The human immune system works around the clock to fight pathogens and protect the body from disease. T cells play an essential role in providing protection, binding to a series of receptors that are individually responsible for recognizing different types of foreign cells. It’s no secret that older people are more vulnerable to infection, and a new study published in the journal Science Translational Medicine
provides evidence for the role in T cell receptor affinity in this life change.
Scientists believe that as people grow older, their T cell receptors don’t recognize and bind antigens on pathogens like they do when they’re younger. As T cells age, their affinity for recognizing pathogens becomes decreasingly effective, as they “forget” pathogens they once knew very well. A brand new technique called iTAST (in situ T cell receptor affinity and sequence test) was implemented for the first time in this study, and the findings confirm that T cell receptor affinity weakens over time.
iTAST is a three-step process of T cell receptor analysis: isolate, measure affinity, and sequence genes. The system that the researchers from the University of Texas at Austin Cockrell School of Engineering is incredibly efficient, completing the process in a day’s time. Other methods are more labor-intensive and can take up to a year to finish.
“T cell affinity is a parameter that can gauge how healthy your immune system is toward a specific antigen,” said study leader Jenny Jiang, PhD.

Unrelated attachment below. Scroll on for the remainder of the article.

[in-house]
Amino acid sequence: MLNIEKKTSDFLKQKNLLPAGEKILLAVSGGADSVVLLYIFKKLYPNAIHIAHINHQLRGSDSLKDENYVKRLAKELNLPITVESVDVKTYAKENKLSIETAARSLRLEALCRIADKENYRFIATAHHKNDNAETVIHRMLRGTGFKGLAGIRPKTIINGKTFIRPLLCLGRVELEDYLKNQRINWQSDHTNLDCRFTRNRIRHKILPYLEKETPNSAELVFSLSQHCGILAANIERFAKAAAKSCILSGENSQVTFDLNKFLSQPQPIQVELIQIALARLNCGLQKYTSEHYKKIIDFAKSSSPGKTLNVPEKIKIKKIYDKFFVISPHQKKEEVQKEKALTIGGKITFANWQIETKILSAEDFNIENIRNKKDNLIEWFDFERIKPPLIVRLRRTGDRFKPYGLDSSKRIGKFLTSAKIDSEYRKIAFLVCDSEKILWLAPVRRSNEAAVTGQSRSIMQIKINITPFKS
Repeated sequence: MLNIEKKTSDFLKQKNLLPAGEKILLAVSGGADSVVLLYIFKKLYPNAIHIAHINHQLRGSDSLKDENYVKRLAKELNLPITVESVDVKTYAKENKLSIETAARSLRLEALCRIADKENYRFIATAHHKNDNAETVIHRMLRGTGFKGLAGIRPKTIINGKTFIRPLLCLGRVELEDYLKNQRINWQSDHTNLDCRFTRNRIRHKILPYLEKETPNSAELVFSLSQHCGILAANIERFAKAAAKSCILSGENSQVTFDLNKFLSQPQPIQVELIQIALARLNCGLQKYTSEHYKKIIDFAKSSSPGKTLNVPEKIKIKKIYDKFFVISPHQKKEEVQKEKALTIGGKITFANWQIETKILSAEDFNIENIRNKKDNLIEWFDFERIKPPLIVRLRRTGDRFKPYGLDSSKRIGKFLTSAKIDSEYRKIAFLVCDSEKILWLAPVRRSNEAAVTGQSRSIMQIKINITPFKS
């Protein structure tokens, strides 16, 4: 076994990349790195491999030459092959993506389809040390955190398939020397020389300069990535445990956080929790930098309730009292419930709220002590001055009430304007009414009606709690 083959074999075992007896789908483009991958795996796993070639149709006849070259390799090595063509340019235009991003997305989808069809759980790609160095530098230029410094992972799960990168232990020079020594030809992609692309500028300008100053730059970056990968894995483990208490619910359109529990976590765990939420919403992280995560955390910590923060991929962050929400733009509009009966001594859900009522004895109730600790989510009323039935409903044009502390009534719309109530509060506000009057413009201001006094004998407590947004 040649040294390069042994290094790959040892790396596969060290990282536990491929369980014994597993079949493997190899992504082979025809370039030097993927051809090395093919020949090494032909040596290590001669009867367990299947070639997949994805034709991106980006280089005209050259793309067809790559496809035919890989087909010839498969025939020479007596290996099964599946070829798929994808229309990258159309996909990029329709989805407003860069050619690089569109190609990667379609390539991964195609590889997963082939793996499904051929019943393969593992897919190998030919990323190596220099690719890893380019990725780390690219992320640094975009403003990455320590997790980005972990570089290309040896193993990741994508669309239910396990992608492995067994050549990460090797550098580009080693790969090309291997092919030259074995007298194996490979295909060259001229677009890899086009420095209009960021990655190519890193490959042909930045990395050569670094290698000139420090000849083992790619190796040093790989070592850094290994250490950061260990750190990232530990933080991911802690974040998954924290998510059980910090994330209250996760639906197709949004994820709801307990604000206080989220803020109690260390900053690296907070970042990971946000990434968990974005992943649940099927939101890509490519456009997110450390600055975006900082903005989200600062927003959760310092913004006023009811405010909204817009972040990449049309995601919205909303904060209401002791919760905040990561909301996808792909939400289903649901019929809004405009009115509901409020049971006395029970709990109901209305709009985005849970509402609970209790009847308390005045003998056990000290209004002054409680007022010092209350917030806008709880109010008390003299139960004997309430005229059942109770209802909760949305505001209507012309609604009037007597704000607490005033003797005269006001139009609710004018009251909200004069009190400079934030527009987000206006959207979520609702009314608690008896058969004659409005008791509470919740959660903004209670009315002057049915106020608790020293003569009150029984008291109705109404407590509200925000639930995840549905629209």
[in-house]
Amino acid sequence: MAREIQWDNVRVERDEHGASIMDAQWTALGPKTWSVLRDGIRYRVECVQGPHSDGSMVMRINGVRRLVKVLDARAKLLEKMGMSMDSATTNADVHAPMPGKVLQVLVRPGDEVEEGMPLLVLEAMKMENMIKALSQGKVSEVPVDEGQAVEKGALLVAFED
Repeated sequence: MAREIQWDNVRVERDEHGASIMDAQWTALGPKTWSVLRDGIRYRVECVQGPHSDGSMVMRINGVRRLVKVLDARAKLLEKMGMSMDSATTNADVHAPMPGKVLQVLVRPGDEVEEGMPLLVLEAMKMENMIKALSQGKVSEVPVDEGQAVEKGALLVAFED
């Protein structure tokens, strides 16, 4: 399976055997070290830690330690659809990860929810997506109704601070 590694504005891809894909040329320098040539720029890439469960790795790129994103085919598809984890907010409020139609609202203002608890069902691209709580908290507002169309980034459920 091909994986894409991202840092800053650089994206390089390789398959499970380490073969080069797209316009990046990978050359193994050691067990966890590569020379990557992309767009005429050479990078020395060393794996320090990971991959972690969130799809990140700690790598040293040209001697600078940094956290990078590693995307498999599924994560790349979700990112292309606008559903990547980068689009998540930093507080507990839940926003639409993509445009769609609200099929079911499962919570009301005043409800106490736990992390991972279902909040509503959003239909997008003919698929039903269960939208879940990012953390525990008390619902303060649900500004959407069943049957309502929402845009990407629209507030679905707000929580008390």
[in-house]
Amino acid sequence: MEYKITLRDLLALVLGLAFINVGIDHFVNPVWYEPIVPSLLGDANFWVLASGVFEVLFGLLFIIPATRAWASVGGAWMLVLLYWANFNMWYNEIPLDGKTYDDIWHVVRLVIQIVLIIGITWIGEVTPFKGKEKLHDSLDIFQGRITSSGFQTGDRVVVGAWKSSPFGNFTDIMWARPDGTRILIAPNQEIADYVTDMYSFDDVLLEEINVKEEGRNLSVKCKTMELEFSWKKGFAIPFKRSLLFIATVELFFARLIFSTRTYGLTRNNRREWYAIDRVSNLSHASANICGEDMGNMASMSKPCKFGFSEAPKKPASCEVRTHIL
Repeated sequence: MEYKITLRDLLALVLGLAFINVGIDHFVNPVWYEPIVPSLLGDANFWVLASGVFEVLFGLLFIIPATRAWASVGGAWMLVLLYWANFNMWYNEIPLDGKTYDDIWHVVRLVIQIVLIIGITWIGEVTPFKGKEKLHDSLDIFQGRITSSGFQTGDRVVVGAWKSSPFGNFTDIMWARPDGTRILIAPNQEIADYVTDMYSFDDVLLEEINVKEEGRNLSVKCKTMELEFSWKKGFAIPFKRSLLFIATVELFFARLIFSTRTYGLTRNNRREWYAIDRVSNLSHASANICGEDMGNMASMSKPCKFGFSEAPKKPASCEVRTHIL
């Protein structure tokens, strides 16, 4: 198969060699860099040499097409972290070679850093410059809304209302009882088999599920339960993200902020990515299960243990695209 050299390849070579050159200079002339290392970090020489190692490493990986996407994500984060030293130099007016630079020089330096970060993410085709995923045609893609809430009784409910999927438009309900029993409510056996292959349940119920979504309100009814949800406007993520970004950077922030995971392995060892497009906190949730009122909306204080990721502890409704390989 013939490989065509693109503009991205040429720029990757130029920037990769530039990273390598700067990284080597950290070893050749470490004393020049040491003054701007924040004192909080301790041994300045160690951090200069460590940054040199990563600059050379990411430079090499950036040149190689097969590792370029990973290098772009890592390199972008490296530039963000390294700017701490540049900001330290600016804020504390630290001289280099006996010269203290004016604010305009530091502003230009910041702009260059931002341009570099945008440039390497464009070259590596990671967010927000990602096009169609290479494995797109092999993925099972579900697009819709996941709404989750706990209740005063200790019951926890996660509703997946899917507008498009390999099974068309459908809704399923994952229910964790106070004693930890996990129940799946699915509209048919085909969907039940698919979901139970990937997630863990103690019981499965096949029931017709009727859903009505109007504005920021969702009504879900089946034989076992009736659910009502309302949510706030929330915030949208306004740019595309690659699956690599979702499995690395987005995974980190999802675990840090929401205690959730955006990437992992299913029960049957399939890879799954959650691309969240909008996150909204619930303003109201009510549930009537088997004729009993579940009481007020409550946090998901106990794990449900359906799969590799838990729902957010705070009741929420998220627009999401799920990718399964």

The patent-pending iTAST technology is the very first system that can both identify and retrieve someone’s high-affinity T cells and their related receptor sequences, potentially for transplanting into someone with lower-affinity T cell receptors. This technology has endless applications including immunotherapy for cancer, vaccines for incurable viral infections, and other reaches in personal medicine.
The Texas study used donor T cells to test their receptors’ infinity for a specific type of antigen – those found on the surface of hepatitis C virus (HCV). HCV infections exist in both acute and chronic forms, but most cases of acute HCV infection eventually turn in to a chronic infection. In 2014, the Centers for Disease Control and Prevention (CDC) estimated over 30,000 cases of acute HCV infections in the United States.
The CDC also estimates that about 15-25 percent of people with an acute HCV infection will naturally expel the virus from their body, but for the remaining 75 to 85 percent, there is no preventative vaccine or cure.
The study results showed, as expected, a difference in HCV affinity by T cell receptors between older and younger donors, meaning that older people are generally less effective at fighting HCV infections.
While T cells are not by any means the only population of immune cells in the body fighting disease, this study shows that the current scientific understanding of immune ages is far from completely understood. In addition to fighting HCV infections, high-affinity T cell receptors are most suitable for targeting cancer, diabetes, and other infectious diseases. If scientists can further develop ways to adopt the receptors with the highest affinity, personalized medicine for vulnerable patients could make a serious impact in mortality rates and quality of life.
Sources: University of Texas at Austin